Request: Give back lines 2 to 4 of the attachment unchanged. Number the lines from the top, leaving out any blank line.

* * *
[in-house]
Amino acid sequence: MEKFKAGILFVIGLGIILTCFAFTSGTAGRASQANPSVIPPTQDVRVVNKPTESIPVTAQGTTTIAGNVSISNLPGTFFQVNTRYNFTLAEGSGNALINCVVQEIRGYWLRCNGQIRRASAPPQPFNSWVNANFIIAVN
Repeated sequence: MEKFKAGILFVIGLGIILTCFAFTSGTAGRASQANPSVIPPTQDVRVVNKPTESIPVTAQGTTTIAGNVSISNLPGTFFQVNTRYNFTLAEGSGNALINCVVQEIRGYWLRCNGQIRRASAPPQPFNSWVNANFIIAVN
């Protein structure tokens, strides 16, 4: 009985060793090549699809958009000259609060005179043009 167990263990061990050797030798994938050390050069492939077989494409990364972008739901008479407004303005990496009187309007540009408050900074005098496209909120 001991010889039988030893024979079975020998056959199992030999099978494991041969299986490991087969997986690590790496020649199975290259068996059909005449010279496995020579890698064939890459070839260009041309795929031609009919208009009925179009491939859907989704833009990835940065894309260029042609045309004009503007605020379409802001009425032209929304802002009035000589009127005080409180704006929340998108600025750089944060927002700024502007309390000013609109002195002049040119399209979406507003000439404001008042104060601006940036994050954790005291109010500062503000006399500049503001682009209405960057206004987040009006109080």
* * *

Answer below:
Amino acid sequence: MEKFKAGILFVIGLGIILTCFAFTSGTAGRASQANPSVIPPTQDVRVVNKPTESIPVTAQGTTTIAGNVSISNLPGTFFQVNTRYNFTLAEGSGNALINCVVQEIRGYWLRCNGQIRRASAPPQPFNSWVNANFIIAVN
Repeated sequence: MEKFKAGILFVIGLGIILTCFAFTSGTAGRASQANPSVIPPTQDVRVVNKPTESIPVTAQGTTTIAGNVSISNLPGTFFQVNTRYNFTLAEGSGNALINCVVQEIRGYWLRCNGQIRRASAPPQPFNSWVNANFIIAVN
């Protein structure tokens, strides 16, 4: 009985060793090549699809958009000259609060005179043009 167990263990061990050797030798994938050390050069492939077989494409990364972008739901008479407004303005990496009187309007540009408050900074005098496209909120 001991010889039988030893024979079975020998056959199992030999099978494991041969299986490991087969997986690590790496020649199975290259068996059909005449010279496995020579890698064939890459070839260009041309795929031609009919208009009925179009491939859907989704833009990835940065894309260029042609045309004009503007605020379409802001009425032209929304802002009035000589009127005080409180704006929340998108600025750089944060927002700024502007309390000013609109002195002049040119399209979406507003000439404001008042104060601006940036994050954790005291109010500062503000006399500049503001682009209405960057206004987040009006109080």